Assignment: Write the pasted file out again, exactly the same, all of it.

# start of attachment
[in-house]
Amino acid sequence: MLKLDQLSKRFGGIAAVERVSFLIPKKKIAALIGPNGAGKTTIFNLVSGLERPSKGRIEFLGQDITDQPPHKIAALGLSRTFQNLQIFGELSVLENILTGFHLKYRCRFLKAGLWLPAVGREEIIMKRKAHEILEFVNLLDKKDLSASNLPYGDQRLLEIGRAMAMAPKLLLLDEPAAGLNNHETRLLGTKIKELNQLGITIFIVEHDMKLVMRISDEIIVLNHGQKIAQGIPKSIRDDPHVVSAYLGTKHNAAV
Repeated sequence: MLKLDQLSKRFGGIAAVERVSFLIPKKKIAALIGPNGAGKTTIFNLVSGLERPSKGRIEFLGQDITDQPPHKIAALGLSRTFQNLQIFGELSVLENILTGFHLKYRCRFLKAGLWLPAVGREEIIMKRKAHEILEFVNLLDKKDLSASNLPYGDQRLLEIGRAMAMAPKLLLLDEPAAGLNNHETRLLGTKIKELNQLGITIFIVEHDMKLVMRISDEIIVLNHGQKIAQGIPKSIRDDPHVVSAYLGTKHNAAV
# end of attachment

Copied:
[in-house]
Amino acid sequence: MLKLDQLSKRFGGIAAVERVSFLIPKKKIAALIGPNGAGKTTIFNLVSGLERPSKGRIEFLGQDITDQPPHKIAALGLSRTFQNLQIFGELSVLENILTGFHLKYRCRFLKAGLWLPAVGREEIIMKRKAHEILEFVNLLDKKDLSASNLPYGDQRLLEIGRAMAMAPKLLLLDEPAAGLNNHETRLLGTKIKELNQLGITIFIVEHDMKLVMRISDEIIVLNHGQKIAQGIPKSIRDDPHVVSAYLGTKHNAAV
Repeated sequence: MLKLDQLSKRFGGIAAVERVSFLIPKKKIAALIGPNGAGKTTIFNLVSGLERPSKGRIEFLGQDITDQPPHKIAALGLSRTFQNLQIFGELSVLENILTGFHLKYRCRFLKAGLWLPAVGREEIIMKRKAHEILEFVNLLDKKDLSASNLPYGDQRLLEIGRAMAMAPKLLLLDEPAAGLNNHETRLLGTKIKELNQLGITIFIVEHDMKLVMRISDEIIVLNHGQKIAQGIPKSIRDDPHVVSAYLGTKHNAAV